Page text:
We made about three gunnery passes each, then Captain Joe called for us to set up for the two rocket passes. The first pass went OK, I guess, and once again, all I could say was that we seemed to be hitting the mountainside. As Flash Gordon pulled out of his second rocket pass, Jack Bryant called out, "Look at that! They're coming out of their holes and running up the hill!" Captain Joe acknowledged and said he saw them, too. I still saw nothing but trees, but lined up again on where we had all been shooting, and fired my last rocket. Bryant called, "Good shot, Lon, you hit right in the middle of them". We were out of ammunition now, and Mosquito Poison thanked us for a good job and cleared us to return to base.
En route to Taegu, I had time to reflect on some aspects of the mission. Since it had been the first time I'd ever fired ordnance from an airplane, I really had no concept of judging range, but had simply bored in until I thought I was about at the right distance, then fired. Looking back after many years of experience, I know I must have been far out of range on each pass. The other three "balloons" most likely did the same. But if we were doing such a poor job of shooting, why did the Chinese troops leave their holes to run up the hillside? My guess then, and to this day, is that these troops had never seen an F-86 (and remember, we were carrying 120 gal. underwing fuel tanks), and the only other fighters they had seen carrying underwing tanks were F-80s and F-84s, which carried napalm in underwing tanks. They probably figured these strange looking fighters with swept wings had just about finished with their guns and rockets, and were about to drop napalm. They hated napalm, of course, and panic set in.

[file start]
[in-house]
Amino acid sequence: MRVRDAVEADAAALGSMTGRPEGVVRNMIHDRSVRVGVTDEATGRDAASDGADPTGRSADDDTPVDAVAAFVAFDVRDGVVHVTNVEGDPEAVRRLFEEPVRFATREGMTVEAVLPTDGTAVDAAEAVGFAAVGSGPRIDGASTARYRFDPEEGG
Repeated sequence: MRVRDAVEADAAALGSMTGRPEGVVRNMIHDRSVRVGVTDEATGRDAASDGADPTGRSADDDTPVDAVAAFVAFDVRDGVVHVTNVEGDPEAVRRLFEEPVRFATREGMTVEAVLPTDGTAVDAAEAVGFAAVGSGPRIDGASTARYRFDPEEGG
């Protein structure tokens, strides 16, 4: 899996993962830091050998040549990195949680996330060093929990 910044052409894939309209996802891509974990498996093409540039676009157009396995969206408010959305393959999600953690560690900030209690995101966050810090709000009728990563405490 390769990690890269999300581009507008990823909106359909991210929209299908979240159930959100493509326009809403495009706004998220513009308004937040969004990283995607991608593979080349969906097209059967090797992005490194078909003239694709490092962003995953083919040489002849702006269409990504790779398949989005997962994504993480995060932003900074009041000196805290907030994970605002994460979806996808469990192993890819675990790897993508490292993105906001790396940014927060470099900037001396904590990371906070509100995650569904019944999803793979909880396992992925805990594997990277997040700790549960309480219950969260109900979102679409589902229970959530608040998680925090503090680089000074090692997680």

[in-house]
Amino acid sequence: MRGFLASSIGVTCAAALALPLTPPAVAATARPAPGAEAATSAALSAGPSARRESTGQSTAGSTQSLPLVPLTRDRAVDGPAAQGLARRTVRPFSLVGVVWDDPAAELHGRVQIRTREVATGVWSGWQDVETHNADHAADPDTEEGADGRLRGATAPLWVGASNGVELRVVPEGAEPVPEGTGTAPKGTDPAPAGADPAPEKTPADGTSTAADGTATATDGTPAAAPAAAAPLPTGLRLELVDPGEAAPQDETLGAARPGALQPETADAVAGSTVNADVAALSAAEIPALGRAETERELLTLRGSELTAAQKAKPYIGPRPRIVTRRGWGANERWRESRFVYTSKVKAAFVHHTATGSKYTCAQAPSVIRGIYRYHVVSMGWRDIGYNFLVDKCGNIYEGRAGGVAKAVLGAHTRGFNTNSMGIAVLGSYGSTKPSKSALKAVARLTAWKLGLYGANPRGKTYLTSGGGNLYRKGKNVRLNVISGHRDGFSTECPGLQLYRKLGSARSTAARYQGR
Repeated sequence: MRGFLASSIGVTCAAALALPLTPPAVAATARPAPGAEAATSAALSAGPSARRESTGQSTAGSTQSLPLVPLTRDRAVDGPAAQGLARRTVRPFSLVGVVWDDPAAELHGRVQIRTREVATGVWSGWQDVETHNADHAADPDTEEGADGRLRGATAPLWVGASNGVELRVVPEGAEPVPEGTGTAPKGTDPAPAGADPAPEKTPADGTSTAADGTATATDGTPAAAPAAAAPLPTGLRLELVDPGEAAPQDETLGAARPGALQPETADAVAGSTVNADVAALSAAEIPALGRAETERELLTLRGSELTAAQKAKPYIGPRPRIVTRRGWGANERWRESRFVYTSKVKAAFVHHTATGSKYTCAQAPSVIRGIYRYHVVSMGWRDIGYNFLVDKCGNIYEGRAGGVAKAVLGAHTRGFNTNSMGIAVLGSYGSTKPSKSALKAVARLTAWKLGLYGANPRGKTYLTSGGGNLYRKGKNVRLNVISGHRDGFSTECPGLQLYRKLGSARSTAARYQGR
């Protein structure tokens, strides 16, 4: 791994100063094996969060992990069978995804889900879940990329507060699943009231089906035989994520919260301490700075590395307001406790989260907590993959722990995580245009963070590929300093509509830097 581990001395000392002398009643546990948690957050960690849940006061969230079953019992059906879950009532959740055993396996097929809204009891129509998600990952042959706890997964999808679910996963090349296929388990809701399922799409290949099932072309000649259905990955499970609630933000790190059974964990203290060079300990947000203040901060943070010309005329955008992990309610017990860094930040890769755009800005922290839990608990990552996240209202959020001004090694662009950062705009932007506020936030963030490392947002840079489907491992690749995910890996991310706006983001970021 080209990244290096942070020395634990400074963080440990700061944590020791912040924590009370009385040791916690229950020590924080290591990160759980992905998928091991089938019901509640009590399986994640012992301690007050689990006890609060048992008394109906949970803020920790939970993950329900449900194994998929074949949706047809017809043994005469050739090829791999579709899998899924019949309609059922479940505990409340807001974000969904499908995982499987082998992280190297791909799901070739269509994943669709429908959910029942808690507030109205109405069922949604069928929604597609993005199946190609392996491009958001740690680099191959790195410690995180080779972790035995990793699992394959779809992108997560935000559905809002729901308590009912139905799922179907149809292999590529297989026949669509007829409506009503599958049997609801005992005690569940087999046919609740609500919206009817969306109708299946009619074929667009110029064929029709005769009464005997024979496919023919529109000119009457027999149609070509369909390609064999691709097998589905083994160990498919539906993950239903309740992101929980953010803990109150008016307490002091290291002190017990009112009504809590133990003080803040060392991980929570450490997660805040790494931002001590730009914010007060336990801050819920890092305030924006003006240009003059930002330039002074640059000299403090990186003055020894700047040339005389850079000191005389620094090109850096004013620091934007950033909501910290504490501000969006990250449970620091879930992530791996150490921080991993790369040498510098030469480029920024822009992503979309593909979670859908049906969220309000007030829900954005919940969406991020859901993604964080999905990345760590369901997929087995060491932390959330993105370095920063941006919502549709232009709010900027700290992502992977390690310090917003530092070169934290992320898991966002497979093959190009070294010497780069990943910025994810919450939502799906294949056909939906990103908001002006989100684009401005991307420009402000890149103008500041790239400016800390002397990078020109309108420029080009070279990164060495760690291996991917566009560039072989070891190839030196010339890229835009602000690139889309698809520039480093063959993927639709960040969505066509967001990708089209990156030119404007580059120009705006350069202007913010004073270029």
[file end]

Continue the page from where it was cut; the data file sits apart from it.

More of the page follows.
As we debriefed our mission back at Taegu, an intelligence specialist came into the debriefing room waving a piece of paper. "You guys must have really done a job! The mosquito pilot called back an estimate of 200+ enemy troops KBA (killed by air)." I was astounded, but gratified that we had done our job well.
I flew only four more missions out of Taegu, and the entire detachment was recalled to Johnson AB. The F-86A obviously was not suited for the fighter-bomber role, but perhaps our few missions resulted in lessons which were used to design and build the excellent F-86F and F-86H fighter-bombers. In a few short weeks, the 4th Fighter would be flying out of Suwon, this time in the air-to air role again, and I often wondered if there were any signs of our ground attack in the nearby hills, but I never got an opportunity to look into it.